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Beyond network-as-a-service to connectivity-as-a-service?

  • 3 minute read
  • Published by Anna Kurmanbaeva on 29 Oct 2021
  • Last modified 1 Nov 2021
After five years of trials and deployments, communications service providers (CSPs) have reached a good measure of success in implementing network-as-a-service (NaaS). Few if any implementations, however, are exploiting the full promise of NaaS, which is to chain together service components end to end across domains and assure and reconfigure them dynamically based on a customer’s business requirements.

To implement the full vision – and indeed to move beyond NaaS to achieve the goal of agile, ubiquitous connected solutions – CSPs need to step back, consider what role they want to play in the evolving digital communications marketplace, then refresh their partnership and technology strategies.

How to capture NaaS’s promise and then move beyond it

To date, communications service providers’ implementations of NaaS have focused on increasing efficiency and agility in business and operations while improving business customers’ service experience. Key goals have been reducing network and support system complexity and giving customers more control over their services. But so far, CSPs have mainly used internally developed and/or proprietary APIs in their NaaS implementations, which limits their ability to partner.

CSPs’ challenge is how to realize the full promise of NaaS by expanding from “curated” and closed digital ecosystems to more open ones without losing control of their networking “crown jewels” – and while protecting service level agreements and not exposing the network to risk of failure or sabotage. The TM Forum Open APIs and Open Digital Architecture offer CSPs significant hope and promise to meet this challenge but also requires significant investment.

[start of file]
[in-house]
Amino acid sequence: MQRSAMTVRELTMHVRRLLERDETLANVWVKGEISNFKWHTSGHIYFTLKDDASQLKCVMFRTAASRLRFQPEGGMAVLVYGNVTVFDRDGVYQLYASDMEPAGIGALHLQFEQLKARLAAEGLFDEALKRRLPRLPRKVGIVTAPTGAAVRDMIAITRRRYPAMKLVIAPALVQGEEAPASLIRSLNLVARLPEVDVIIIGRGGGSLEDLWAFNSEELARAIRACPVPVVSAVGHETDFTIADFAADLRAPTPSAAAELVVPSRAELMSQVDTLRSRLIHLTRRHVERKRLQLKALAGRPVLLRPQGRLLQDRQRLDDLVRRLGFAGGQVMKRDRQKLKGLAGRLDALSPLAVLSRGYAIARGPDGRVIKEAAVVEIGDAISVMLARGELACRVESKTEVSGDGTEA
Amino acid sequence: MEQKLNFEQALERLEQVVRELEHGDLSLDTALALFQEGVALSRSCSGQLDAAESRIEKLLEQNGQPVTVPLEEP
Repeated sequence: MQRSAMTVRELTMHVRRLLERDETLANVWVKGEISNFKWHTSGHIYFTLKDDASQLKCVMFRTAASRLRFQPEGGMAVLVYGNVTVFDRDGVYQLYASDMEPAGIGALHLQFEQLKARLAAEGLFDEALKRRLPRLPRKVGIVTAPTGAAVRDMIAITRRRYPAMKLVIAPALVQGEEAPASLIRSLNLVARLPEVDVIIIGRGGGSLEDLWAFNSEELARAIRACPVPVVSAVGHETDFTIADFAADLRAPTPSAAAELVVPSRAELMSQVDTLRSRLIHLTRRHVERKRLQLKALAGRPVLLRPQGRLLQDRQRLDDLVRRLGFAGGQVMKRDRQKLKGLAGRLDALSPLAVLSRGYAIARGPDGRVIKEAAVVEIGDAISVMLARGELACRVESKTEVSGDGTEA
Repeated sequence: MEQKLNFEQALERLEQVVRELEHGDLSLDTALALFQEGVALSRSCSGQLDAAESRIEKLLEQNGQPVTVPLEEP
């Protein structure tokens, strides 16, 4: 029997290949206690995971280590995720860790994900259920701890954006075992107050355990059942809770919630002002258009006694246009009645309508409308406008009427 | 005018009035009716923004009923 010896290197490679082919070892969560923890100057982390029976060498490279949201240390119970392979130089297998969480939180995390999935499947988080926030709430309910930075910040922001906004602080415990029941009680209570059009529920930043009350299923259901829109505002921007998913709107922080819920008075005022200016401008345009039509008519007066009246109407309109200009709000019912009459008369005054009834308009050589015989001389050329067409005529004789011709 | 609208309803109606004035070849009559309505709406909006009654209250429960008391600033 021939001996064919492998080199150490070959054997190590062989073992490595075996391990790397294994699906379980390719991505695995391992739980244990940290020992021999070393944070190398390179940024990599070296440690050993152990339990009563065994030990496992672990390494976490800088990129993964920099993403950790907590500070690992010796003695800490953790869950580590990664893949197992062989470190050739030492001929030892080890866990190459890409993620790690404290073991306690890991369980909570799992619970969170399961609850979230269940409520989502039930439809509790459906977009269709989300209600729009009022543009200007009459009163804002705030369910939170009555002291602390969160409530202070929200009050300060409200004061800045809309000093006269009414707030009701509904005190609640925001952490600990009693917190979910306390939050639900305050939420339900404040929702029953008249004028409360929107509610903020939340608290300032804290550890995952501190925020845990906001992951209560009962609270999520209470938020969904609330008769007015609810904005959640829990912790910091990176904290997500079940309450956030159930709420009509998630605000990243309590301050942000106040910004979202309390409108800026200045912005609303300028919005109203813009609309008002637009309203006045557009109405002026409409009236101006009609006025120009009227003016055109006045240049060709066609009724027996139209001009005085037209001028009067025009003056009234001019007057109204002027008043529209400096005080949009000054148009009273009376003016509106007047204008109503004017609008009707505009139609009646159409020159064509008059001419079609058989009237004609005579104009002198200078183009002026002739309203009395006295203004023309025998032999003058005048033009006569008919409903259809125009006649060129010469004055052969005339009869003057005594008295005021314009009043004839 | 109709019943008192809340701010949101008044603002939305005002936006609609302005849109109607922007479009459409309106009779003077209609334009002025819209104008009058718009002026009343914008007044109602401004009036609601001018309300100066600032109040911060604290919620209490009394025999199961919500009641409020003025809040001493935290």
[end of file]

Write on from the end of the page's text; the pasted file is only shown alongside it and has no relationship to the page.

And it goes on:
Once CSPs have mastered full NaaS implementation, they are not done: They must consider strategies for moving to an even more open “ecosystem of digital ecosystems” that supports their ability to provide ubiquitous, embedded connectivity and cements their important role in these ecosystems.

The latest TM Forum report discusses NaaS’s current state of play and why it is not an end but a necessary means to the goal of capturing future revenue growth opportunities. 

Download report

Creating a more robust digital ecosystem, with a much broader set of partners and developers, while truly decoupling the customer’s intent from the means of servicing that intent, are the next steps in the network-as-a-service journey. The introduction of standalone 5G, multi-access edge computing (MEC), network slicing and other new connectivity service enablers provides motivation to surmount the challenges of expanding NaaS.

Moving to the next phase of NaaS requires: 

  • Complete decoupling of the network from operational and business support systems (OSS/BSS) and moving to a true intent-based customer sales and ordering process
  • Having the use of the right data (including inventory, topology, performance and policy data) at the right time and place to allow autonomous service creation and modification
  • Cloud-native IT and networks that allow service componentization and composition along with proper placement and re-placement of those components
    wherever makes the most sense
  • Enabling customer-centric processes with built-in security and some measure of proactive response to actual and predicted faults and threats
  • And perhaps most crucially, retraining the workforce to embrace a solutions-oriented mindset 

This level of business transformation can only come with vision and leadership from the top of the organization and significant industry collaboration to allow digital
ecosystems to be more open and interactions to be more automated.

Download the full report: NaaS: Where it is and where it’s going to explore more about NaaS, the benefits it provides and what it takes to implement connectivity-as-a-service. The report also contains case studies of how Orange, TELUS, Verizon and Vodafone are implementing NaaS, and what their future plans are beyond NaaS.